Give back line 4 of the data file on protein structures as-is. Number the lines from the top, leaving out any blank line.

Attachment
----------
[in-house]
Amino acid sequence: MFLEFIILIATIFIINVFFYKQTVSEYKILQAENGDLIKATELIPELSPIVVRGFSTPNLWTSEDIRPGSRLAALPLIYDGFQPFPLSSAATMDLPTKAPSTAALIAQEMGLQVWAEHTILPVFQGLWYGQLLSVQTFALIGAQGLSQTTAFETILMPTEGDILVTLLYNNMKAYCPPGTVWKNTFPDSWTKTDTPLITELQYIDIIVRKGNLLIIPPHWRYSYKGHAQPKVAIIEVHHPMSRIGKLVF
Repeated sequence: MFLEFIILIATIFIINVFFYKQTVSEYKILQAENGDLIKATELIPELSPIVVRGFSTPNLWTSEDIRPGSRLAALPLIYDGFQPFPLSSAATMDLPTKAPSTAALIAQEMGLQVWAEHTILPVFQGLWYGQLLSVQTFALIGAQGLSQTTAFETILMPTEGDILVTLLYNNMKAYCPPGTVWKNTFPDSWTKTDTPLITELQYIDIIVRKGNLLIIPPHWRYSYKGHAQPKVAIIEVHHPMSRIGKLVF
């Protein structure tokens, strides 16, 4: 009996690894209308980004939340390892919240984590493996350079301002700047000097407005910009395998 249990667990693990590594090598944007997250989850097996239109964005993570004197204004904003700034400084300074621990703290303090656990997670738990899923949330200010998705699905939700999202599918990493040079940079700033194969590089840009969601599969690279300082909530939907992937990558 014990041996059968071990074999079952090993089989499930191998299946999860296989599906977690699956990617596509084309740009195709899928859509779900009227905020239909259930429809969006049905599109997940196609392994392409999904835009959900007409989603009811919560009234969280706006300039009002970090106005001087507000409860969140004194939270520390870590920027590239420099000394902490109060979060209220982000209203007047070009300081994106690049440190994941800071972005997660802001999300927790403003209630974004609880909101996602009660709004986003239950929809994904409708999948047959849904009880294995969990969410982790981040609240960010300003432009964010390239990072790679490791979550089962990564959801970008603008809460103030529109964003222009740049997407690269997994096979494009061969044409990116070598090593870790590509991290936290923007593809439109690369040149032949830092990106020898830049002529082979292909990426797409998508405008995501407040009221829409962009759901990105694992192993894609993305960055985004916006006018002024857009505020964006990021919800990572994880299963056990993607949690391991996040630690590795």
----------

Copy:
């Protein structure tokens, strides 16, 4: 009996690894209308980004939340390892919240984590493996350079301002700047000097407005910009395998 249990667990693990590594090598944007997250989850097996239109964005993570004197204004904003700034400084300074621990703290303090656990997670738990899923949330200010998705699905939700999202599918990493040079940079700033194969590089840009969601599969690279300082909530939907992937990558 014990041996059968071990074999079952090993089989499930191998299946999860296989599906977690699956990617596509084309740009195709899928859509779900009227905020239909259930429809969006049905599109997940196609392994392409999904835009959900007409989603009811919560009234969280706006300039009002970090106005001087507000409860969140004194939270520390870590920027590239420099000394902490109060979060209220982000209203007047070009300081994106690049440190994941800071972005997660802001999300927790403003209630974004609880909101996602009660709004986003239950929809994904409708999948047959849904009880294995969990969410982790981040609240960010300003432009964010390239990072790679490791979550089962990564959801970008603008809460103030529109964003222009740049997407690269997994096979494009061969044409990116070598090593870790590509991290936290923007593809439109690369040149032949830092990106020898830049002529082979292909990426797409998508405008995501407040009221829409962009759901990105694992192993894609993305960055985004916006006018002024857009505020964006990021919800990572994880299963056990993607949690391991996040630690590795």